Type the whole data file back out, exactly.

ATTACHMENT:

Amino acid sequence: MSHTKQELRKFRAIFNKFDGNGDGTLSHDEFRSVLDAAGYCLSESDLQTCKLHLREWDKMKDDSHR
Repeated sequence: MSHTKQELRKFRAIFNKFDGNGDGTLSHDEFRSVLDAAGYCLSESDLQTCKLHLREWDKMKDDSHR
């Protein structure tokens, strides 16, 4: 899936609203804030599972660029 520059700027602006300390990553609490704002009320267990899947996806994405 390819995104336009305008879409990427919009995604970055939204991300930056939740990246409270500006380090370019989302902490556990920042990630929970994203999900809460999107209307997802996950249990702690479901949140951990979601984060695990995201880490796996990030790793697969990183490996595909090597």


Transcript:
Amino acid sequence: MSHTKQELRKFRAIFNKFDGNGDGTLSHDEFRSVLDAAGYCLSESDLQTCKLHLREWDKMKDDSHR
Repeated sequence: MSHTKQELRKFRAIFNKFDGNGDGTLSHDEFRSVLDAAGYCLSESDLQTCKLHLREWDKMKDDSHR
């Protein structure tokens, strides 16, 4: 899936609203804030599972660029 520059700027602006300390990553609490704002009320267990899947996806994405 390819995104336009305008879409990427919009995604970055939204991300930056939740990246409270500006380090370019989302902490556990920042990630929970994203999900809460999107209307997802996950249990702690479901949140951990979601984060695990995201880490796996990030790793697969990183490996595909090597």